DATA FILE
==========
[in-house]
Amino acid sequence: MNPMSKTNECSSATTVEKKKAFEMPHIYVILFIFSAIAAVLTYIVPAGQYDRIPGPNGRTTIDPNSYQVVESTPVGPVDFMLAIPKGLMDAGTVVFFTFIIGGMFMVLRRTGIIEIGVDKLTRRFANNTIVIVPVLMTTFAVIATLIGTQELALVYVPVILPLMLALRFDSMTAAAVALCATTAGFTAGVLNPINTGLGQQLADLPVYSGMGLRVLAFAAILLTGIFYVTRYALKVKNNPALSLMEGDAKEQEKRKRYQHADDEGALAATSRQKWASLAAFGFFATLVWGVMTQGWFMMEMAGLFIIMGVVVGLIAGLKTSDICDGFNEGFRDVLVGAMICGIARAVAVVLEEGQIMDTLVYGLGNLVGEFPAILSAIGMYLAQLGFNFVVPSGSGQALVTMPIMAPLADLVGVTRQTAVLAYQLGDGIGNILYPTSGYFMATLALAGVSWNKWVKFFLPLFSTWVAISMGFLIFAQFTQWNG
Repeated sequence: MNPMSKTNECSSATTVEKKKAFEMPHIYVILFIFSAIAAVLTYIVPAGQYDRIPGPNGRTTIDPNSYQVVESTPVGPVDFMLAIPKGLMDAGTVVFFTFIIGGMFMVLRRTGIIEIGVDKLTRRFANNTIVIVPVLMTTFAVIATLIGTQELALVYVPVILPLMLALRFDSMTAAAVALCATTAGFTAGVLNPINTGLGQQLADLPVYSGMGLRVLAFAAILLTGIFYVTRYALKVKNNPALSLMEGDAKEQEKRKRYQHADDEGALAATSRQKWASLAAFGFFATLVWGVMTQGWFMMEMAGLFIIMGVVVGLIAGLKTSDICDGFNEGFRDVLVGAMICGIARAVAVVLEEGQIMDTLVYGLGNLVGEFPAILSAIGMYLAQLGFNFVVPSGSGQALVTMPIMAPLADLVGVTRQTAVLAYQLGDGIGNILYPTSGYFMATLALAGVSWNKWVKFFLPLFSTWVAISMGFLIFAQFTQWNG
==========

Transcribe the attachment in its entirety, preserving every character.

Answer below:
[in-house]
Amino acid sequence: MNPMSKTNECSSATTVEKKKAFEMPHIYVILFIFSAIAAVLTYIVPAGQYDRIPGPNGRTTIDPNSYQVVESTPVGPVDFMLAIPKGLMDAGTVVFFTFIIGGMFMVLRRTGIIEIGVDKLTRRFANNTIVIVPVLMTTFAVIATLIGTQELALVYVPVILPLMLALRFDSMTAAAVALCATTAGFTAGVLNPINTGLGQQLADLPVYSGMGLRVLAFAAILLTGIFYVTRYALKVKNNPALSLMEGDAKEQEKRKRYQHADDEGALAATSRQKWASLAAFGFFATLVWGVMTQGWFMMEMAGLFIIMGVVVGLIAGLKTSDICDGFNEGFRDVLVGAMICGIARAVAVVLEEGQIMDTLVYGLGNLVGEFPAILSAIGMYLAQLGFNFVVPSGSGQALVTMPIMAPLADLVGVTRQTAVLAYQLGDGIGNILYPTSGYFMATLALAGVSWNKWVKFFLPLFSTWVAISMGFLIFAQFTQWNG
Repeated sequence: MNPMSKTNECSSATTVEKKKAFEMPHIYVILFIFSAIAAVLTYIVPAGQYDRIPGPNGRTTIDPNSYQVVESTPVGPVDFMLAIPKGLMDAGTVVFFTFIIGGMFMVLRRTGIIEIGVDKLTRRFANNTIVIVPVLMTTFAVIATLIGTQELALVYVPVILPLMLALRFDSMTAAAVALCATTAGFTAGVLNPINTGLGQQLADLPVYSGMGLRVLAFAAILLTGIFYVTRYALKVKNNPALSLMEGDAKEQEKRKRYQHADDEGALAATSRQKWASLAAFGFFATLVWGVMTQGWFMMEMAGLFIIMGVVVGLIAGLKTSDICDGFNEGFRDVLVGAMICGIARAVAVVLEEGQIMDTLVYGLGNLVGEFPAILSAIGMYLAQLGFNFVVPSGSGQALVTMPIMAPLADLVGVTRQTAVLAYQLGDGIGNILYPTSGYFMATLALAGVSWNKWVKFFLPLFSTWVAISMGFLIFAQFTQWNG